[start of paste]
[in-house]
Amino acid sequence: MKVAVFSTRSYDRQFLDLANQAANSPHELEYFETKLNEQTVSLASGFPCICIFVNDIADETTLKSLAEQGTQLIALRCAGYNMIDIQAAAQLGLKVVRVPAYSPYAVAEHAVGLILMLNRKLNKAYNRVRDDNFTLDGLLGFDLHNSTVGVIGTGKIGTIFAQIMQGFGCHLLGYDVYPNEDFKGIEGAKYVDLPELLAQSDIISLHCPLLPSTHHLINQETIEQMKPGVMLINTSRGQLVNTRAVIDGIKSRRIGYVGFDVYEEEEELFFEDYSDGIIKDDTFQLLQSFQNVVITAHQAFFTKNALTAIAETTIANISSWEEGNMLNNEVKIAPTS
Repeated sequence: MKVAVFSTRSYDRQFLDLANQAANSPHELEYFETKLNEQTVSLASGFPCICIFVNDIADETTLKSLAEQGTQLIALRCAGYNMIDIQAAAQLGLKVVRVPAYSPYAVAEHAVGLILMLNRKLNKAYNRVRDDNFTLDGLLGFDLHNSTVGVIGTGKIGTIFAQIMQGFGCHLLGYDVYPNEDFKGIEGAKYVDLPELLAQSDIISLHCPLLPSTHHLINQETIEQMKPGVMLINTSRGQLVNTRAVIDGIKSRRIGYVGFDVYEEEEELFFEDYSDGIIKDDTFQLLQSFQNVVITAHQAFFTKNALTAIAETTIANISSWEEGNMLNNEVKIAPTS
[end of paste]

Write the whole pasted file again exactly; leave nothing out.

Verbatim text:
[in-house]
Amino acid sequence: MKVAVFSTRSYDRQFLDLANQAANSPHELEYFETKLNEQTVSLASGFPCICIFVNDIADETTLKSLAEQGTQLIALRCAGYNMIDIQAAAQLGLKVVRVPAYSPYAVAEHAVGLILMLNRKLNKAYNRVRDDNFTLDGLLGFDLHNSTVGVIGTGKIGTIFAQIMQGFGCHLLGYDVYPNEDFKGIEGAKYVDLPELLAQSDIISLHCPLLPSTHHLINQETIEQMKPGVMLINTSRGQLVNTRAVIDGIKSRRIGYVGFDVYEEEEELFFEDYSDGIIKDDTFQLLQSFQNVVITAHQAFFTKNALTAIAETTIANISSWEEGNMLNNEVKIAPTS
Repeated sequence: MKVAVFSTRSYDRQFLDLANQAANSPHELEYFETKLNEQTVSLASGFPCICIFVNDIADETTLKSLAEQGTQLIALRCAGYNMIDIQAAAQLGLKVVRVPAYSPYAVAEHAVGLILMLNRKLNKAYNRVRDDNFTLDGLLGFDLHNSTVGVIGTGKIGTIFAQIMQGFGCHLLGYDVYPNEDFKGIEGAKYVDLPELLAQSDIISLHCPLLPSTHHLINQETIEQMKPGVMLINTSRGQLVNTRAVIDGIKSRRIGYVGFDVYEEEEELFFEDYSDGIIKDDTFQLLQSFQNVVITAHQAFFTKNALTAIAETTIANISSWEEGNMLNNEVKIAPTS